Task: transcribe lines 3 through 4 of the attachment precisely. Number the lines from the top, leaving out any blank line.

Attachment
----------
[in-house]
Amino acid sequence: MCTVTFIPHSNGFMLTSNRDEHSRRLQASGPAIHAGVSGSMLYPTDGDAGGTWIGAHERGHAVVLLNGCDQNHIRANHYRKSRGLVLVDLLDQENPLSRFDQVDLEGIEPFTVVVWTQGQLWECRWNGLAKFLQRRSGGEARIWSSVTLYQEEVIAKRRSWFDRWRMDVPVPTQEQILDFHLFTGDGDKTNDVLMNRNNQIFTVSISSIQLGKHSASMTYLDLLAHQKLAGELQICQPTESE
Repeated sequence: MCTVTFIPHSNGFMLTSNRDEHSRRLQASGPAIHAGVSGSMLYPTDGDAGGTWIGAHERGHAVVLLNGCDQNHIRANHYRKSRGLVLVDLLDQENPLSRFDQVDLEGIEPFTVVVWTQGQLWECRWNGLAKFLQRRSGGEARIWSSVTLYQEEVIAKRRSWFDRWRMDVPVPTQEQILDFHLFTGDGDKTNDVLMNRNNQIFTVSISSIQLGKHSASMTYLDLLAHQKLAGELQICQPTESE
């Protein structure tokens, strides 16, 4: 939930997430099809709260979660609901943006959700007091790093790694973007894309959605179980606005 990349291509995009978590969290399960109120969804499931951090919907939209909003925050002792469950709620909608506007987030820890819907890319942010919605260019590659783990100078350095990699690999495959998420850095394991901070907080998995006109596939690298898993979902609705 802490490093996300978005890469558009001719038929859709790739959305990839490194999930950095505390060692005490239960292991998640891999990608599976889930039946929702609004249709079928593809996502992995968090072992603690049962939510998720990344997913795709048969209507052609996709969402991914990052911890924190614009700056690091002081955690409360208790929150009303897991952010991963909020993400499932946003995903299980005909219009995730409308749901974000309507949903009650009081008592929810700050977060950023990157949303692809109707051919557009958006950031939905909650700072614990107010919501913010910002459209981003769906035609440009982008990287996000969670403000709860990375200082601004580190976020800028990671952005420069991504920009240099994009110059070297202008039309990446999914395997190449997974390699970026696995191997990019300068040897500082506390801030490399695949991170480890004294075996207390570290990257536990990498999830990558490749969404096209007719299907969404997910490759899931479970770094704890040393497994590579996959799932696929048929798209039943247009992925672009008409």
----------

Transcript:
Repeated sequence: MCTVTFIPHSNGFMLTSNRDEHSRRLQASGPAIHAGVSGSMLYPTDGDAGGTWIGAHERGHAVVLLNGCDQNHIRANHYRKSRGLVLVDLLDQENPLSRFDQVDLEGIEPFTVVVWTQGQLWECRWNGLAKFLQRRSGGEARIWSSVTLYQEEVIAKRRSWFDRWRMDVPVPTQEQILDFHLFTGDGDKTNDVLMNRNNQIFTVSISSIQLGKHSASMTYLDLLAHQKLAGELQICQPTESE
């Protein structure tokens, strides 16, 4: 939930997430099809709260979660609901943006959700007091790093790694973007894309959605179980606005 990349291509995009978590969290399960109120969804499931951090919907939209909003925050002792469950709620909608506007987030820890819907890319942010919605260019590659783990100078350095990699690999495959998420850095394991901070907080998995006109596939690298898993979902609705 802490490093996300978005890469558009001719038929859709790739959305990839490194999930950095505390060692005490239960292991998640891999990608599976889930039946929702609004249709079928593809996502992995968090072992603690049962939510998720990344997913795709048969209507052609996709969402991914990052911890924190614009700056690091002081955690409360208790929150009303897991952010991963909020993400499932946003995903299980005909219009995730409308749901974000309507949903009650009081008592929810700050977060950023990157949303692809109707051919557009958006950031939905909650700072614990107010919501913010910002459209981003769906035609440009982008990287996000969670403000709860990375200082601004580190976020800028990671952005420069991504920009240099994009110059070297202008039309990446999914395997190449997974390699970026696995191997990019300068040897500082506390801030490399695949991170480890004294075996207390570290990257536990990498999830990558490749969404096209007719299907969404997910490759899931479970770094704890040393497994590579996959799932696929048929798209039943247009992925672009008409």